You can read the issue in full here. We published it in December to see where journalism stood six months after Dobbs; six months more down the line, its insights into what makes abortion coverage so complicated and crucial still resonate. I’d also recommend this interview, from February, between CJR’s Emily Russell and editors of Rewire News Group, a nonprofit dedicated to covering reproductive health and justice. “What I hope can happen in media spaces is an understanding that abortion is a health issue and that, because we are criminalizing access to healthcare, we are creating a new class of suspected criminals,” Jessica Mason Pieklo, Rewire’s executive editor, said. “There is a crime beat to covering pregnancy now.” There are innumerable angles. As Littlefield told me: “It’s hard to summarize the state of abortion access right now. In some places it’s better than it’s ever been, like in New York. In other places, it’s an unfurling human rights crisis.”
This week, Samuel Alito, the author of the Dobbs opinion, made media news for placing an op-ed in the Wall Street Journal refuting the premise of a soon-to-be-published article by reporters at ProPublica, who found that he once went on a “luxury fishing trip” with Paul Singer, a billionaire Republican donor who became involved in cases before the Supreme Court. The story appeared online just before midnight on Tuesday. The grimness of the whole episode—Alito failed to mention the trip on a disclosure form, possibly in violation of federal law; his defense was that he followed “what I understood to be standard practice”; he placed his rebuttal to the ProPublica piece before he or anyone else had a chance to read it—seemed quintessentially Beltway, and a reflection of how out of touch the Supreme Court is with the rest of the country. (If polls didn’t already tell it so.) As with so many matters, Alito is uniquely empowered to decide what’s right—more empowered, certainly, than people who are pregnant in the United States. A year after Dobbs, the press has an obligation to keep telling stories about the fallibility of the justice system, and the injustice for those whose lives are at risk.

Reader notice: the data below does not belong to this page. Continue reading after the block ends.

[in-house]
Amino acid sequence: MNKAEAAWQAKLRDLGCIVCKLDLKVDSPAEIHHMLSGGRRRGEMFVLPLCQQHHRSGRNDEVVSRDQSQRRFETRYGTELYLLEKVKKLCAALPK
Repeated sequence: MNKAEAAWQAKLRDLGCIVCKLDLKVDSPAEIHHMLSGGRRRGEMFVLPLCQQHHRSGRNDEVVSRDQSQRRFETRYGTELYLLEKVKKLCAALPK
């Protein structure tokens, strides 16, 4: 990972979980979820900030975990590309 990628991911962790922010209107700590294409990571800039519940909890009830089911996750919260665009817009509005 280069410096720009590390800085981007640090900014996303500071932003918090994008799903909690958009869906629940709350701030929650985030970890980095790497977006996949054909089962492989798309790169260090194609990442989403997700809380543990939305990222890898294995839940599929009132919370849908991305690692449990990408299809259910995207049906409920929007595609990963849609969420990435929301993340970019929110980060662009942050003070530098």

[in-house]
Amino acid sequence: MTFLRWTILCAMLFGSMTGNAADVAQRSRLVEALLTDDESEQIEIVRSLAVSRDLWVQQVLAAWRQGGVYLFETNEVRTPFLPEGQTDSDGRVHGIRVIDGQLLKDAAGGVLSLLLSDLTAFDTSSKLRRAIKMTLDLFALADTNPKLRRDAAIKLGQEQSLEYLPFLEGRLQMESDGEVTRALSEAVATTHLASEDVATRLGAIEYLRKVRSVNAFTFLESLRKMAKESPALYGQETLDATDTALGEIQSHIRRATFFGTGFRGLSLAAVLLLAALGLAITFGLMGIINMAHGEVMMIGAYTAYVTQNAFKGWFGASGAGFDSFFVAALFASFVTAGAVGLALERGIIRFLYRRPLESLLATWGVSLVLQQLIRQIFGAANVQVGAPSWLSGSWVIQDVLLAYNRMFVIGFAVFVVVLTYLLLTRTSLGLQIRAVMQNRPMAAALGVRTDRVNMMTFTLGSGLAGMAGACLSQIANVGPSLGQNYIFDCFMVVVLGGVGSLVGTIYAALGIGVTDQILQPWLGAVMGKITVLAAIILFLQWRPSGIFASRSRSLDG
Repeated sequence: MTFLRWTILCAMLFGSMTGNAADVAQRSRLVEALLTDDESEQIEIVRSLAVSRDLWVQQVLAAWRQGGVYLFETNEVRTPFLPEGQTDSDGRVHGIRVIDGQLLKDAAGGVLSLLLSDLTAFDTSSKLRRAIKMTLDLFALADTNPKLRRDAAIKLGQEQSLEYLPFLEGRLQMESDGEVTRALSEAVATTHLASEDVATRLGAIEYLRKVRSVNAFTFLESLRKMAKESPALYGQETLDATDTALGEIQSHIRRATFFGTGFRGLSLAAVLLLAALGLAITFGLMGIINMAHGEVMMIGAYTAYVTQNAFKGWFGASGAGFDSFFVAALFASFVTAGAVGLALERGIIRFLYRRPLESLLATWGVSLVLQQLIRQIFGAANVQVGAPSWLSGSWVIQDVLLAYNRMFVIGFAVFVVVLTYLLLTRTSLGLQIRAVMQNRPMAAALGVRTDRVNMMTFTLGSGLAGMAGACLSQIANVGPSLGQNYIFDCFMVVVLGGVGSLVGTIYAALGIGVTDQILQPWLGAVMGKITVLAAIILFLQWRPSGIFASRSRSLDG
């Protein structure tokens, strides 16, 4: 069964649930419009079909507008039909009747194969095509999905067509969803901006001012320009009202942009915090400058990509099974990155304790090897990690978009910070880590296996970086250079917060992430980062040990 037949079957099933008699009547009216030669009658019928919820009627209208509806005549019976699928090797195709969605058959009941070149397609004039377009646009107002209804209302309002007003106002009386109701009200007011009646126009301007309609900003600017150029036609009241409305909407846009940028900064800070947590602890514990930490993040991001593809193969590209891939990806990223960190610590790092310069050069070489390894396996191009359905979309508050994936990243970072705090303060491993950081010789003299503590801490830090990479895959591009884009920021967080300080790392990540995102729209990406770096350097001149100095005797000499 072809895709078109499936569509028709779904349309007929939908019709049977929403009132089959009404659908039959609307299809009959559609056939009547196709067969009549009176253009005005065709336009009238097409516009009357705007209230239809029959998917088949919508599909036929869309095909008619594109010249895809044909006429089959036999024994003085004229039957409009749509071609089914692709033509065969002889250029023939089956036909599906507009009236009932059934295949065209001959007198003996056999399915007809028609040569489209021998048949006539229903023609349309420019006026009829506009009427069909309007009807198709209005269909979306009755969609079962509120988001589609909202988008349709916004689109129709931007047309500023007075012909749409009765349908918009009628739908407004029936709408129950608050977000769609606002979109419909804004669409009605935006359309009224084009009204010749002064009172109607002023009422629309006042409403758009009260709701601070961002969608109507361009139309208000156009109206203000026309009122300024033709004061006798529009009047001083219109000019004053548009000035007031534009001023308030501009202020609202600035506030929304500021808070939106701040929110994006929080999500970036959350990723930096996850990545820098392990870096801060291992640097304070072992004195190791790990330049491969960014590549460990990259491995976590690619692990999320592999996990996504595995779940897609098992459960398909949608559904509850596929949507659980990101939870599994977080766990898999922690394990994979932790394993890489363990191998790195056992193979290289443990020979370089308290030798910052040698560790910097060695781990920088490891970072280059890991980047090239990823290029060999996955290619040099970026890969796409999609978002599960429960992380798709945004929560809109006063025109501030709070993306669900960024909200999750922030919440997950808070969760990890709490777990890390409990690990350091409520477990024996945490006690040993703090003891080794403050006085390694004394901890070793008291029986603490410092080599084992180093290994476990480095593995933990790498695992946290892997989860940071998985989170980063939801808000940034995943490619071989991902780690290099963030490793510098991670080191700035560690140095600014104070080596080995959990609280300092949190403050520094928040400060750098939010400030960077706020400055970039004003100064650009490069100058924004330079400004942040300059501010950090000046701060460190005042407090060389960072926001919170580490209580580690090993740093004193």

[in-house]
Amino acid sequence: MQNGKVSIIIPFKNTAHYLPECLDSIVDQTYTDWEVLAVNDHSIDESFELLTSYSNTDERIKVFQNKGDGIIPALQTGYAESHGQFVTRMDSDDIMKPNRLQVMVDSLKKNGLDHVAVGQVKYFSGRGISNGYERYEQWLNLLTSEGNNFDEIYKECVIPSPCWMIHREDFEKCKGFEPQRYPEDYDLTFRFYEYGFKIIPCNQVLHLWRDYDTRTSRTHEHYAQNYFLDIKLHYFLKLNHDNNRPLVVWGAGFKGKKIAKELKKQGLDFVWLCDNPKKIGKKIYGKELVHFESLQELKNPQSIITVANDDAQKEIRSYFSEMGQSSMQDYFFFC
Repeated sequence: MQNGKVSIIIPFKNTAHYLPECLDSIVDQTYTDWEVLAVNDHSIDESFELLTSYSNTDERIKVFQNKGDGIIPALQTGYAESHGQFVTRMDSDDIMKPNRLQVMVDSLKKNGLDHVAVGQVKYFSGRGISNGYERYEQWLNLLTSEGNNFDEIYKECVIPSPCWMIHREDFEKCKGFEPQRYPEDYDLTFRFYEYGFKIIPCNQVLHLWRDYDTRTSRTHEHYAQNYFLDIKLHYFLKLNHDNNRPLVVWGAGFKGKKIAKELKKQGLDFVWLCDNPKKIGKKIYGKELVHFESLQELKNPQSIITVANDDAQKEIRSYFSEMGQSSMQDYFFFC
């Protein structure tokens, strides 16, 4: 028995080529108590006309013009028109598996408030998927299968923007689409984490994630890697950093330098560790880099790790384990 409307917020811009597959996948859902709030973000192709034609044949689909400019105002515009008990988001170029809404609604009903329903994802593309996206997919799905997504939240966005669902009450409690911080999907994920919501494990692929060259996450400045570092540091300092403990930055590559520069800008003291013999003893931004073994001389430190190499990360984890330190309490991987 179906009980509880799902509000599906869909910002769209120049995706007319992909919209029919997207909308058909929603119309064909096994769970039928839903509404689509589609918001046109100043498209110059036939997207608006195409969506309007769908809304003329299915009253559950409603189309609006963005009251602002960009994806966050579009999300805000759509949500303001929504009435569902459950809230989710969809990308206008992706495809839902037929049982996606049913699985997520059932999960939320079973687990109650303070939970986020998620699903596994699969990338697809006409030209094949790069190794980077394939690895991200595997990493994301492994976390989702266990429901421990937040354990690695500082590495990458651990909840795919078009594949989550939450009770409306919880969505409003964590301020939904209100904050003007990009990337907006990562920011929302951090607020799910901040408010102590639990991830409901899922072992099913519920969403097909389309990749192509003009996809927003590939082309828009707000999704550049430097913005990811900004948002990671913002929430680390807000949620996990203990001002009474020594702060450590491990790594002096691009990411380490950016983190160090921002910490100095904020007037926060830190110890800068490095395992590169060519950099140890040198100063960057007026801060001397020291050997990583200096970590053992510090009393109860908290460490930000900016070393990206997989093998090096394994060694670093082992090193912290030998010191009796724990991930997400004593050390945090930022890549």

Other notable stories:
- Yesterday, Narendra Modi, the prime minister of India, visited Washington. Several progressive Democrats, including Rep. Alexandria Ocasio-Cortez, boycotted an address that he gave to Congress, citing his poor record on human rights—not least freedom of the press. At the White House, Modi appeared at a press conference with Biden and took questions from reporters, breaking with his habit of stonewalling the press at home; an Indian reporter asked about climate change, while Sabrina Siddiqui, of the Wall Street Journal, pressed Modi on human rights. Modi’s engagement with the press was limited, however, and critics suggested that he shouldn’t get much credit, with his biographer Nilanjan Mukhopadhyay telling the AP that taking a few questions in the US allowed Modi to project reasonableness abroad while continuing to shun reporters domestically.